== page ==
HTTP Pipelining Benchmark Firefox 16

In my earlier post I suggested enabling HTTP Pipelining to boost page load time performance in Firefox 16.0.2 and I figured it was important to also do some “real world testing” so I did exactly that by loading five times with the cache cleared each time using a benchmark tool while having HTTP Pipelining on and off.

These are the results and as you can see except for the first run HTTP Pipelining proved to result in faster page load times than having it off which is the default in Firefox.

Firefox HTTP Pipelining Benchmark

With everything from Firefox OS, Chrome Canary, Chromium Dev, Safari iOS, Chrome Mobile and Opera having HTTP Pipelining enabled why is it that Firefox for Desktop should not follow suit?


  1. ZoubIWah says

    How does one reproduce the test ? (is there a global timer in firefox somewhere we can enable?) thanks!

  2. Michael says

    Do you have something that confirms it’s enabled by default in desktop Safari and Chrome? I thought it was only on in mobile by default…

    Last time I saw it discussed, I think the main obstacle to turning it on by default was proxies which don’t follow the standards (while claiming that they do, so that browsing is completely broken and the user can’t tell why).

    • says

      I have corrected that… Its just Safari for iOS and Chrome Dev Channel… But Opera does have it…. Firefox OS has it and Chrome Mobile has it and all of those products are widely used especially if you consider the amount of iPhones sold alone.

      • Michael says

        Yes, but both that fact, and your testing, are not taking into account the variety of network setups on PCs. The issue isn’t so much whether it works with websites, as such, but whether it works through the huge and varied collection of proxies and network security things that desktop Firefox sits behind.

        Safari for iOS and Chrome mobile are widely used, but they’re not used on the desktop so it’s not really comparable. Opera isn’t widely used on desktop either.

        Thanks for correcting the post though.

  3. Anonymous 2358 says

    This is a terribly inadequate benchmark. Five runs on one site is practically meaningless for what you’re trying to prove. And besides, isn’t representative of popular sites which might exhibit great benefits from pipelining. Try something with more JavaScript and images — Amazon and eBay are better choices. And don’t forget to disable SPDY.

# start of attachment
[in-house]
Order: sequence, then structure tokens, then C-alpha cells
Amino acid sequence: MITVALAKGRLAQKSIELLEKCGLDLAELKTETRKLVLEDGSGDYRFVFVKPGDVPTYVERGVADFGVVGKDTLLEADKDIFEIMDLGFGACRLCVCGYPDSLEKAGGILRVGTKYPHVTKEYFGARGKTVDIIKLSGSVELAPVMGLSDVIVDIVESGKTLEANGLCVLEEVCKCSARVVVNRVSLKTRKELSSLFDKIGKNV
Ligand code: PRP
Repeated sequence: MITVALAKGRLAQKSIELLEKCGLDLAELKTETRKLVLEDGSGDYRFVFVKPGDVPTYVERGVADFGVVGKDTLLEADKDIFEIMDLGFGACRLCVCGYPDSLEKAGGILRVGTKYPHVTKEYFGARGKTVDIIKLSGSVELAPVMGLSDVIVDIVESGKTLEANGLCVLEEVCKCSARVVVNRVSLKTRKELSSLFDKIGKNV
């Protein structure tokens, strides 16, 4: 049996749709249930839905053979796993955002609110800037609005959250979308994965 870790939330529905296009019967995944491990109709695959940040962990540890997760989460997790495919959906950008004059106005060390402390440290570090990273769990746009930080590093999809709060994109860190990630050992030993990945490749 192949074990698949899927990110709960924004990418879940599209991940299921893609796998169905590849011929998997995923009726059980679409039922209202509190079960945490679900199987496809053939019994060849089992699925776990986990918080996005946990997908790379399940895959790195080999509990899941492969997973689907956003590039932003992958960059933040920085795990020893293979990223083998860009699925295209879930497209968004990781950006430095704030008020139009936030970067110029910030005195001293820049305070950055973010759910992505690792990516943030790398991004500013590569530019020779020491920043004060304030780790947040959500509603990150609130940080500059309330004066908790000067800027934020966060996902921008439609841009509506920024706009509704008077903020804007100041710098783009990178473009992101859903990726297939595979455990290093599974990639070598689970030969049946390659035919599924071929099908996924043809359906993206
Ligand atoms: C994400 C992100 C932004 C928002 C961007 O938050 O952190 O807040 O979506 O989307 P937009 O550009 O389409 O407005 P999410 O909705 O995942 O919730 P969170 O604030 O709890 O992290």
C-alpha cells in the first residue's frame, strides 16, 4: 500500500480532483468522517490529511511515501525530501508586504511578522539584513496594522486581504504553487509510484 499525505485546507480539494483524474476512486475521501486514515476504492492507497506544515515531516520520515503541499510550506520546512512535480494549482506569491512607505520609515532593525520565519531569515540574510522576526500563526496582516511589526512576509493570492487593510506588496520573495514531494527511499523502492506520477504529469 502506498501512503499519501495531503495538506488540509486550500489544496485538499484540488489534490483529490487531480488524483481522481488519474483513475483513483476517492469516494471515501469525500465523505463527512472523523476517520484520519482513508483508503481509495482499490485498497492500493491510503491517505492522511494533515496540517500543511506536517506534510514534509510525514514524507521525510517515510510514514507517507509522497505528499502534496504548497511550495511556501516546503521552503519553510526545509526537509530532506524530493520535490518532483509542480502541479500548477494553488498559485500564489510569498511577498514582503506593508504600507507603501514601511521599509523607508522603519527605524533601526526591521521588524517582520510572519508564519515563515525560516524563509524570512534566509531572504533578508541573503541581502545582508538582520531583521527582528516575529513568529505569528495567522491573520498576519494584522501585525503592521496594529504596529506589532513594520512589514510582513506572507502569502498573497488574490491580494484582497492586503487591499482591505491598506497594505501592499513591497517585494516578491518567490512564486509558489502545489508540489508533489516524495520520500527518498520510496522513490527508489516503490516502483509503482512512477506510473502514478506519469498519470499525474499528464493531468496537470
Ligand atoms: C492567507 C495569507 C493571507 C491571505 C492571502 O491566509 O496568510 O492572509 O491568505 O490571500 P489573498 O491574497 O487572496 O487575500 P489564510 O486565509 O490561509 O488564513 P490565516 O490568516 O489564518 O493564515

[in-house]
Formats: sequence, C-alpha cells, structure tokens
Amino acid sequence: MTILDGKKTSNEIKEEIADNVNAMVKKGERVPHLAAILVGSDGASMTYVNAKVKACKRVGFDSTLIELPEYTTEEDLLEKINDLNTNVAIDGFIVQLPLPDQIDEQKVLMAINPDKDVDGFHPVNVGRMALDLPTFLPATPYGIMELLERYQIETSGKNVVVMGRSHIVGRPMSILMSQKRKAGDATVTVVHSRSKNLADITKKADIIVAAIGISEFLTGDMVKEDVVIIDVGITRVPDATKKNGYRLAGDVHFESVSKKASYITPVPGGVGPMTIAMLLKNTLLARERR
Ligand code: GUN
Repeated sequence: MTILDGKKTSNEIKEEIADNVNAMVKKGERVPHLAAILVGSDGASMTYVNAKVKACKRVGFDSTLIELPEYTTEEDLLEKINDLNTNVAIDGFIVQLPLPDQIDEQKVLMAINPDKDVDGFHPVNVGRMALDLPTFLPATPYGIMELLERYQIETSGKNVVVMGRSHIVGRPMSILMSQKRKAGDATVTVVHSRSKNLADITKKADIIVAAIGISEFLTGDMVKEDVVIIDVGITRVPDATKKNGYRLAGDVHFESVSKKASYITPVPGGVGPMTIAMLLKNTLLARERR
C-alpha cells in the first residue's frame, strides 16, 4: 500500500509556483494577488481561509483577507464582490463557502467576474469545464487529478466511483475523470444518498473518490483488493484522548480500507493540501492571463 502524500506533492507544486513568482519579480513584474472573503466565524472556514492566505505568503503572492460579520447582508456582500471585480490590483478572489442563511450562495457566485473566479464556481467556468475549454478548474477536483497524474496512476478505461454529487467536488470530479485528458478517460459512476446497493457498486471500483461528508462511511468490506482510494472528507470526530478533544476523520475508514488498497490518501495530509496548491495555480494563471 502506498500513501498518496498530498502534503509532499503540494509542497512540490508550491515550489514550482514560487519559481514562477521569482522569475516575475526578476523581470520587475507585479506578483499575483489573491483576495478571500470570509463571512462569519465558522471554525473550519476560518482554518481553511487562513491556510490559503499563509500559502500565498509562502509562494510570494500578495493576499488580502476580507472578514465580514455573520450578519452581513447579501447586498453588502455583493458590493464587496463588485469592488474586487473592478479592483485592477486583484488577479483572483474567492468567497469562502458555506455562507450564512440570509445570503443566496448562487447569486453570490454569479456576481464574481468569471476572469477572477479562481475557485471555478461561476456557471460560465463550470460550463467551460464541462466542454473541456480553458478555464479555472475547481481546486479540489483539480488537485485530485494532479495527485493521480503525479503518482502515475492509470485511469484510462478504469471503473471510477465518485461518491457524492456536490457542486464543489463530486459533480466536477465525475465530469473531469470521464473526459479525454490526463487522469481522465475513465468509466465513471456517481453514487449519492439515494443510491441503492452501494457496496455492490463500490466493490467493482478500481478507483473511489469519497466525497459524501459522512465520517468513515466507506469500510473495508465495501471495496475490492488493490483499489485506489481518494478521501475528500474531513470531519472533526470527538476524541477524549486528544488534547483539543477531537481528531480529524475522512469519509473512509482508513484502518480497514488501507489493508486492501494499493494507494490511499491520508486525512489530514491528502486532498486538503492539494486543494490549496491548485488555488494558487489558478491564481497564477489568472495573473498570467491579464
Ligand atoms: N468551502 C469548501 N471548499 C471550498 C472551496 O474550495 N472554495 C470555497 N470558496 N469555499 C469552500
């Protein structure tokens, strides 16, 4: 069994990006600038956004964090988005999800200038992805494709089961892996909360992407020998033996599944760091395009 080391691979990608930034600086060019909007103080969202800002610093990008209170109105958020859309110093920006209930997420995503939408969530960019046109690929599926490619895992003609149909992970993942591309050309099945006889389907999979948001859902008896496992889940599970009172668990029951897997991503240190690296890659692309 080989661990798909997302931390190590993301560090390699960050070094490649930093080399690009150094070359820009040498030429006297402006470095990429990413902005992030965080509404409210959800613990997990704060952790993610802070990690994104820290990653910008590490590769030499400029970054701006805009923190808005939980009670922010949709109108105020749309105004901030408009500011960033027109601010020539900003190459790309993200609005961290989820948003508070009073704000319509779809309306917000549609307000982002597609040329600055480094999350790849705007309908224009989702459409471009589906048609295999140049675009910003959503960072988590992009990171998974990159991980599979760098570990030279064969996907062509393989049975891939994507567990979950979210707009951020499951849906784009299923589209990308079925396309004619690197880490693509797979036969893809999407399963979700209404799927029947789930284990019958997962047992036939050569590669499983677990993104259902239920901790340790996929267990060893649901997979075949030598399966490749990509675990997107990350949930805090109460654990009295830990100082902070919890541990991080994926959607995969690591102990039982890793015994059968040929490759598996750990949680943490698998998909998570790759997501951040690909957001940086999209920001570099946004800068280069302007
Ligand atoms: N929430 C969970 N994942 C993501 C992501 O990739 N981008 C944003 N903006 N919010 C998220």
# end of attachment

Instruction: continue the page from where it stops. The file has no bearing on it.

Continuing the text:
You should also be asking a fundamental question: Why is your first benchmark run much slower than the subsequent runs?

  4. says

    Despite pipelining can avoid a lot of RTTs spent in sending GET commands to fetch resources on several web sites (that’s the improvement you’re seeing in here), the risk HoL blocking [1] and finding ways to avoid them in a lot of other situations and web sites is a hard problem to resolve.

    That’s why pipelining isn’t enabled by default. So, downloading a web page can be faster in some sites, but it also can be very slow in others.




    • says

      I know about HoL Blocking but I also know the IETF in 2011 issued a draft on HTTP Pipelining Enhancements that addresses HoL Blocking and the other known Deployment issues. Notably its clear that these hurdles are not extreme to the point that it is impossible to deploy in production considering the adoption by various other browsers.

      • says

        Ok, didn’t know that. Do you have a link to the draft document? I’d like to analyze the improvements.

        Anyway, in the HTTPbis WG seems HTTP/2.0 is moving forward to improve the situation.

        Thank you

  5. Caspy7 says

    I’m curious, will it be slower on the first run of every site (or page maybe)?
    If that’s the case then it could overall slow down browsing as the majority of pages I go to I’ve not been to before.
    I understand this is a simple conclusion, but it’s based on limited data.